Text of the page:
International Journal of Wildland Fire International Journal of Wildland Fire Society
Journal of the International Association of Wildland Fire
RESEARCH ARTICLE

Hillslope-scale prediction of terrain and forest canopy effects on temperature and near-surface soil moisture deficit

Sean F. Walsh A D , Petter Nyman B , Gary J. Sheridan B , Craig C. Baillie B , Kevin G. Tolhurst C and Thomas J. Duff A

A School of Ecosystem and Forest Sciences, University of Melbourne, Burnley Campus, 500 Yarra Boulevard, Richmond, Vic. 3121, Australia.

B School of Ecosystem and Forest Sciences, University of Melbourne, Parkville Campus, Grattan Street, Parkville, Vic. 3010, Australia.

C School of Ecosystem and Forest Sciences, University of Melbourne, Creswick Campus, Water Street, Creswick, Vic. 3363, Australia.

D Corresponding author. Email: seanfwalsh.research@gmail.com

International Journal of Wildland Fire - http://dx.doi.org/10.1071/WF16106
Submitted: 9 June 2016  Accepted: 4 January 2017   Published online: 16 February 2017

Abstract

Soil moisture has important effects on fuel availability, but is often assessed using drought indices at coarse spatial resolution, without accounting for the fine-scale spatial effects of terrain and canopy variation on forest floor moisture. In this study, we examined the spatial variability of air temperature, litter temperature and near-surface soil moisture (θ, 0–100 mm) using data from field experiments at 17 sites in south-east Australia, covering a range of topographic aspects and vegetation types, within climates from semiarid to wet montane. Temperatures and θ in mountainous environments were found to vary at much finer spatial scales than typical drought index grid dimensions (several kilometres). Using terrain elevation, local insolation ratio and plant area index, we developed semi-empirical microclimate models for air and litter temperatures, then used modelled temperatures as input into calculations of the Keetch–Byram Drought Index, a widely used index of soil moisture deficit. Drought index results based on predicted litter temperature were found to explain 91% of the spatial variation in near-surface soil moisture at our experimental sites. These results suggest the potential for routine hillslope-scale predictions of forest floor moisture status, which may be useful in the management of fire, particularly prescribed burning, in complex terrain.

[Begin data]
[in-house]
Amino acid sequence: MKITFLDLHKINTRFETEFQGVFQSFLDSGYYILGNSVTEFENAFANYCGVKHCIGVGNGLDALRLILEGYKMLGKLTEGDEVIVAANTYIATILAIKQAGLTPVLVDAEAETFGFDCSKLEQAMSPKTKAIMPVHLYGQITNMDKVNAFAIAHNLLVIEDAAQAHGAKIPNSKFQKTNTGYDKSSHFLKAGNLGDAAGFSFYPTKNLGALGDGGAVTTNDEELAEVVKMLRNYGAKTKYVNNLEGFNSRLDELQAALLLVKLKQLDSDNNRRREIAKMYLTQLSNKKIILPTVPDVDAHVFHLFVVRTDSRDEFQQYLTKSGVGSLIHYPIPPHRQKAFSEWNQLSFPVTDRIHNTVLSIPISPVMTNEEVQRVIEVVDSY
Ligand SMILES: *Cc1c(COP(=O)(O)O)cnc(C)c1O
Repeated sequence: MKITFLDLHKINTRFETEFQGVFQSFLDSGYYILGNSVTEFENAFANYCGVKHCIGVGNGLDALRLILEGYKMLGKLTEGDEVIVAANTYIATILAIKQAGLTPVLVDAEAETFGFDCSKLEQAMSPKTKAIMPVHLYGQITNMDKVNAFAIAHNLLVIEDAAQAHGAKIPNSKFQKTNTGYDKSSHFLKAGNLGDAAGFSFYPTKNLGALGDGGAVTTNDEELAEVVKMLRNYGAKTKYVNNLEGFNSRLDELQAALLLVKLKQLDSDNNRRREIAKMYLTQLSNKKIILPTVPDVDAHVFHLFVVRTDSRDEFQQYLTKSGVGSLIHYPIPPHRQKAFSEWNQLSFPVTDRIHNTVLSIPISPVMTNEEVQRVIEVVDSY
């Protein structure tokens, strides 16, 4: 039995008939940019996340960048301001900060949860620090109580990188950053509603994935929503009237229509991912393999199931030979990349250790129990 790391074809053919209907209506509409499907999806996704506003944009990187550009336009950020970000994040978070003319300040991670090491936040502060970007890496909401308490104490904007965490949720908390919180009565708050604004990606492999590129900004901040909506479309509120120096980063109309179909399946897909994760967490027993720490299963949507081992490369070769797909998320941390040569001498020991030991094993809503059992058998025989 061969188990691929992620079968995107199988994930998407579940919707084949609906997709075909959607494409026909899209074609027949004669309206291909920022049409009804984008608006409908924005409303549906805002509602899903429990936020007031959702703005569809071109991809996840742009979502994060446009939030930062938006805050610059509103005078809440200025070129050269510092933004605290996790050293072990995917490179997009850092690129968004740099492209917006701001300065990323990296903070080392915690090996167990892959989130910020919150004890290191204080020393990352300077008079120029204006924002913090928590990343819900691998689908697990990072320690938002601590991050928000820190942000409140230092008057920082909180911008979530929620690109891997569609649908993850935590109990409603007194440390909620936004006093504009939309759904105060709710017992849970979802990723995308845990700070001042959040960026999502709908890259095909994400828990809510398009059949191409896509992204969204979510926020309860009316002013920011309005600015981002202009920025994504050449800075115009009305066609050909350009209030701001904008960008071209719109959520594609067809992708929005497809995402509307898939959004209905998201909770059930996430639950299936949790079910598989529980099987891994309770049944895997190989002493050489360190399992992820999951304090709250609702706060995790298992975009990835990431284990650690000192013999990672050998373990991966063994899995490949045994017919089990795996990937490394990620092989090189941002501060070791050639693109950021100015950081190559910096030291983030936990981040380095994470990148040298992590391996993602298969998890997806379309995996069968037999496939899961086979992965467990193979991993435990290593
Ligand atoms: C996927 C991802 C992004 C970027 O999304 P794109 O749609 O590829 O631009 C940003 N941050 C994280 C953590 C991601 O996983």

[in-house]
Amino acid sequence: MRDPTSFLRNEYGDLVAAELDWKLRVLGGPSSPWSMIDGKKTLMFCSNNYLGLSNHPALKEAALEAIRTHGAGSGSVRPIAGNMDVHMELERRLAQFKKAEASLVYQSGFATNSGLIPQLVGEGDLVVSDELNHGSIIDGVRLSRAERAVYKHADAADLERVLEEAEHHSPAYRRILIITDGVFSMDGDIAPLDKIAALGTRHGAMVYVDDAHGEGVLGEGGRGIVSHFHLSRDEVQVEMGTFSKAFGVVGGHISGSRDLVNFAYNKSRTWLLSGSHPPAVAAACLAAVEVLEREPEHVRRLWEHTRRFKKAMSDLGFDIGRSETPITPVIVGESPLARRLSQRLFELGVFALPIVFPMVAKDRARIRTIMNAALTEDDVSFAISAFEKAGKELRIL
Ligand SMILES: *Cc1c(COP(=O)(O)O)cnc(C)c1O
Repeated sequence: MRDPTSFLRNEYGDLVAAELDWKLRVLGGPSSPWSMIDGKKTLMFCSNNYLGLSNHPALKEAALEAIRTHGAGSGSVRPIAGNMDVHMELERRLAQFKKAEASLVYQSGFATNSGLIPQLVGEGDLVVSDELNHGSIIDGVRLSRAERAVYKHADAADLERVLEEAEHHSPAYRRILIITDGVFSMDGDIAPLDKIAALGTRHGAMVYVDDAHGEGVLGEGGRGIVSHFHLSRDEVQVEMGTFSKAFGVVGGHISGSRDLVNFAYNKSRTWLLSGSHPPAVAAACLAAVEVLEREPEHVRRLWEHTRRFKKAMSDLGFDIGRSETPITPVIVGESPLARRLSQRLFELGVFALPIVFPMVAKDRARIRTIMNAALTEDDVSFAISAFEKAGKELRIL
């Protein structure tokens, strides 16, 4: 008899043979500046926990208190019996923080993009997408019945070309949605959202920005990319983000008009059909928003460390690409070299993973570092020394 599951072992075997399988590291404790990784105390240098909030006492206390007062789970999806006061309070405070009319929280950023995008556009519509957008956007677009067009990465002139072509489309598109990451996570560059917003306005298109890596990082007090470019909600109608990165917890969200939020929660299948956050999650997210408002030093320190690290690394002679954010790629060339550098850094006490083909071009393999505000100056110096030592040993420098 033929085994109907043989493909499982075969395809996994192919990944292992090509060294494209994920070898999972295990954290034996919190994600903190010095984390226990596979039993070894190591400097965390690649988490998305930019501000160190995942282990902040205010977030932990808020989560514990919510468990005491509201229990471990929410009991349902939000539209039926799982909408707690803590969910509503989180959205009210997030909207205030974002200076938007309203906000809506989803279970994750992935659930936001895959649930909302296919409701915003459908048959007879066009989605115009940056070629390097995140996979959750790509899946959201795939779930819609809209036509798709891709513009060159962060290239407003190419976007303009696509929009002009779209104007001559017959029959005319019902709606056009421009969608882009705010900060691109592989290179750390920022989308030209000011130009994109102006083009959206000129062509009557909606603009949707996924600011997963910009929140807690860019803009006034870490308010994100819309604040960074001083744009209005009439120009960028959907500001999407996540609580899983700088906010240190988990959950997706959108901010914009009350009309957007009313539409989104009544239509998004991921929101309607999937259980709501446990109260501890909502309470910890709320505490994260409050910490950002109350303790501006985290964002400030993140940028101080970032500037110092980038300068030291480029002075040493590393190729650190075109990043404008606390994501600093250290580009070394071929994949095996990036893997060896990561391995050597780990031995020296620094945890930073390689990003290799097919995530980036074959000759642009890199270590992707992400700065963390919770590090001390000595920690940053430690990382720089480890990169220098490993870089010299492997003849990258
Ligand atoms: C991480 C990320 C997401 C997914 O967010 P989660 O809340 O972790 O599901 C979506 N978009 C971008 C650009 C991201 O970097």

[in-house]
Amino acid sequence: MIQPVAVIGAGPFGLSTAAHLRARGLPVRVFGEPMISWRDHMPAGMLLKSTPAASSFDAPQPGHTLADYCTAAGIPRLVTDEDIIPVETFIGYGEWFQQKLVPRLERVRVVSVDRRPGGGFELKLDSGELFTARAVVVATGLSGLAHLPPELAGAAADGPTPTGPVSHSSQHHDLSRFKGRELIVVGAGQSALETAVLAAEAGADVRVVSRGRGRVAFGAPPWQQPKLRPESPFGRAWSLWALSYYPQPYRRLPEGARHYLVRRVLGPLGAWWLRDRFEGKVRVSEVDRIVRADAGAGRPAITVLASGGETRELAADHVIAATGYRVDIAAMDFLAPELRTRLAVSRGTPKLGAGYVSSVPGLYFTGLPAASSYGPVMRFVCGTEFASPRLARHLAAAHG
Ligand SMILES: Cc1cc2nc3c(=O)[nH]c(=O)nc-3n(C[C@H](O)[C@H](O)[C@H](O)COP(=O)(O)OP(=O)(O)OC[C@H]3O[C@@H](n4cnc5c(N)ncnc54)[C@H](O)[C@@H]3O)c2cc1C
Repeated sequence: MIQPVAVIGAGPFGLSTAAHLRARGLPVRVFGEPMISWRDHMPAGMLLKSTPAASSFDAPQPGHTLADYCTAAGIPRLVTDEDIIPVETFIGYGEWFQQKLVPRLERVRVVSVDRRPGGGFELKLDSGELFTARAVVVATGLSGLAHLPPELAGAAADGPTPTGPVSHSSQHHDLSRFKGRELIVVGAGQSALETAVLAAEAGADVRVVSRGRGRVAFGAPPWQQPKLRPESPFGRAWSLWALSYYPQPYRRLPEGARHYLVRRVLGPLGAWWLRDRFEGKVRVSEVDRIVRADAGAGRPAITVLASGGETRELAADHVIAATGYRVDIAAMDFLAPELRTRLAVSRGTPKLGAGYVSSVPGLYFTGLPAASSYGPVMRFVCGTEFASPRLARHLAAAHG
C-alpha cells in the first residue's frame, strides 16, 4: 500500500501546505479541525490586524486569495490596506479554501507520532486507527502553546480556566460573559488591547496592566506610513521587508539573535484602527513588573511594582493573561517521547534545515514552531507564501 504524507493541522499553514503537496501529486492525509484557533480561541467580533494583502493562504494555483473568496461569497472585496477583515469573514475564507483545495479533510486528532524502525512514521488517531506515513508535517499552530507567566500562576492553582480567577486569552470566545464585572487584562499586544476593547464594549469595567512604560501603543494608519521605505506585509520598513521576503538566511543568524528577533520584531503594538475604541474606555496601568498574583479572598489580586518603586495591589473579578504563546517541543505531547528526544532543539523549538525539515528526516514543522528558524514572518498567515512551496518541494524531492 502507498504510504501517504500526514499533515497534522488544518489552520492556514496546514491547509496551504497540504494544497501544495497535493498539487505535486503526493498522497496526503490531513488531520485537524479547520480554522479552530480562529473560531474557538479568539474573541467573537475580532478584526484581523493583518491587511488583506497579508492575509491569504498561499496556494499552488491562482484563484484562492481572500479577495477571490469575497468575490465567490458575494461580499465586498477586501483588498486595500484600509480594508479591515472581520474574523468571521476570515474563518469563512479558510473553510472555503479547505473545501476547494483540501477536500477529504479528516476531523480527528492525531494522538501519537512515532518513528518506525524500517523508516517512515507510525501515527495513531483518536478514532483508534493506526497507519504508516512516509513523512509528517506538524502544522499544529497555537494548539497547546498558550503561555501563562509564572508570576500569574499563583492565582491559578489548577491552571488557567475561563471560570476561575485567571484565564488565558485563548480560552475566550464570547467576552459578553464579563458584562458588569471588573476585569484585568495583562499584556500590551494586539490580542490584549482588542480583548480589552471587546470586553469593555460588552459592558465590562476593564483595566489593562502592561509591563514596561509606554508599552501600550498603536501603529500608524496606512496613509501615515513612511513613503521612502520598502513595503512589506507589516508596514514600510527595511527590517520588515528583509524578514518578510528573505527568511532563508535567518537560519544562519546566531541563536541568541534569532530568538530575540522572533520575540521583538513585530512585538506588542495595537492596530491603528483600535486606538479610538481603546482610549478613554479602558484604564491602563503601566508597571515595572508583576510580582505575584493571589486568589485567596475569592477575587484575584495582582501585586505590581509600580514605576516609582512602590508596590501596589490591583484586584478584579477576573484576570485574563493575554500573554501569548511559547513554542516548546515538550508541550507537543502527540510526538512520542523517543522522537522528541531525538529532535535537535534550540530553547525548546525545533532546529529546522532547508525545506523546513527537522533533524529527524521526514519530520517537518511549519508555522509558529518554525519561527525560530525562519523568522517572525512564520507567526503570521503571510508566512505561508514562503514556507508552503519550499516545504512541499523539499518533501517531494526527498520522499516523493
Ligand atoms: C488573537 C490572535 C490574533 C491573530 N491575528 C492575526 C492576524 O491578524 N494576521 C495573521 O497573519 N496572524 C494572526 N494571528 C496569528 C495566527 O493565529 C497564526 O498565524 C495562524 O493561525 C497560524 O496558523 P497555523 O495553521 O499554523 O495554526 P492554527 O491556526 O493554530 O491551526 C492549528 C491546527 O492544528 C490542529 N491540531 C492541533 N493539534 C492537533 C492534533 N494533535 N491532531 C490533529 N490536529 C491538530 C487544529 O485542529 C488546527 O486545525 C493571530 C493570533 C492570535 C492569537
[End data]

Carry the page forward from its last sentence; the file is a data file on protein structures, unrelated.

Additional keywords: complex terrain, downscaling, drought index, KBDI, microclimate.


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